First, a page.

Democratic presidential candidate Hillary Clinton had some troubles swiping her metro card on the subway this week, but it appears she might have a few more problems.
Subway rules prohibit a variety of activities from its passengers, including eating, swinging from poles, carrying hoverboards — and campaigning.
U.S. Presidential candidate Hillary Clinton (D-NY) and Bronx borough President Ruben Diaz Jr. wait for the train at the 161st Street subway station in the Bronx, NY, on April 07, 2016. (Photo by Yana Paskova/For The Washington Post via Getty Images)
In fact, the rules state that while activities like campaigning aren't necessarily prohibited in the station, they're forbidden in actual subway cars.
The Guardian pointed out that Clinton was accompanied by Bronx President Rubén Díaz Jr., who introduced her as the "next president of the United States," and reporters, who asked questions as the group crammed inside a subway car along with New York City's normal passengers.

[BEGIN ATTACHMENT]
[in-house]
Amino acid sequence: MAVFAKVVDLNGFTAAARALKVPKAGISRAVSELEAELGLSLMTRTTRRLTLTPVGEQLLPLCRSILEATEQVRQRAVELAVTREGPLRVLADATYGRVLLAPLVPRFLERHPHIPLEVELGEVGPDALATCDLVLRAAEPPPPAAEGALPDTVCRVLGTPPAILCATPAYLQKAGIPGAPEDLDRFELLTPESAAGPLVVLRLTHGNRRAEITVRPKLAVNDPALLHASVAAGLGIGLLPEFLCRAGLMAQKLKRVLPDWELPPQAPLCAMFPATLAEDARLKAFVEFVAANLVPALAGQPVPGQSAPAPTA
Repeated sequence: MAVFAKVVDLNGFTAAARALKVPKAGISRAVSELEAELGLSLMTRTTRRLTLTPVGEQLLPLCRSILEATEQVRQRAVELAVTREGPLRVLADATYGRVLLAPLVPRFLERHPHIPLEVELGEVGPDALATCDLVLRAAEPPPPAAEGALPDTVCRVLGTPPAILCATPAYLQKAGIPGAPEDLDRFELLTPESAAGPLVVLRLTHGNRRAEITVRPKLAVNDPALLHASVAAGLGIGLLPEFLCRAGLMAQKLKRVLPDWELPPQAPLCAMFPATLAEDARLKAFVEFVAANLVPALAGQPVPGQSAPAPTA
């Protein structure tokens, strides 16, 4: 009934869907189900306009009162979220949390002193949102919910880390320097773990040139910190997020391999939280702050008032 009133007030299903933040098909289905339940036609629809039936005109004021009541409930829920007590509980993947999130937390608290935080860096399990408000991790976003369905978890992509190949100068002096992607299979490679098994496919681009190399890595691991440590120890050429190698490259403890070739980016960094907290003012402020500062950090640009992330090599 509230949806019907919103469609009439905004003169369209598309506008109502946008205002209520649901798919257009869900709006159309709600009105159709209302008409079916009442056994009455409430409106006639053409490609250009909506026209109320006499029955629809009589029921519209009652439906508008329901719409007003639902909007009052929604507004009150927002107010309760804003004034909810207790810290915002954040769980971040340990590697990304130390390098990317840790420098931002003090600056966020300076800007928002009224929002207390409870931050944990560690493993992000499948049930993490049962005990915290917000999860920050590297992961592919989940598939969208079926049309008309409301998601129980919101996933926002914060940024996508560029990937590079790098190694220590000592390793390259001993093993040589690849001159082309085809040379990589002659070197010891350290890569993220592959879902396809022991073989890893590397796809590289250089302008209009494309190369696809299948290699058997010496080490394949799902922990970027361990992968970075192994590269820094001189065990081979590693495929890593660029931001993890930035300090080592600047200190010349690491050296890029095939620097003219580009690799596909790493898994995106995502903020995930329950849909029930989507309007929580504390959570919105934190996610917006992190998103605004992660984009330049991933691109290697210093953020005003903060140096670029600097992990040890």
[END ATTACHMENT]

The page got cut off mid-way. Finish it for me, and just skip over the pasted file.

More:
"When performers are playing music they are thought to be committing a crime and arrested," Matthew Christian, who advocates for subway musicians, told the Guardian. "And apparently when Hillary Clinton does public speaking on a train car, that is not considered a violation of the statute."
While it's highly unlikely that Clinton will face any charges for campaigning on a subway car, the Metropolitan Transportation Authority states a "court may impose a fine not to exceed $25 or a term of imprisonment for not longer than ten days."
(H/T: The Guardian)
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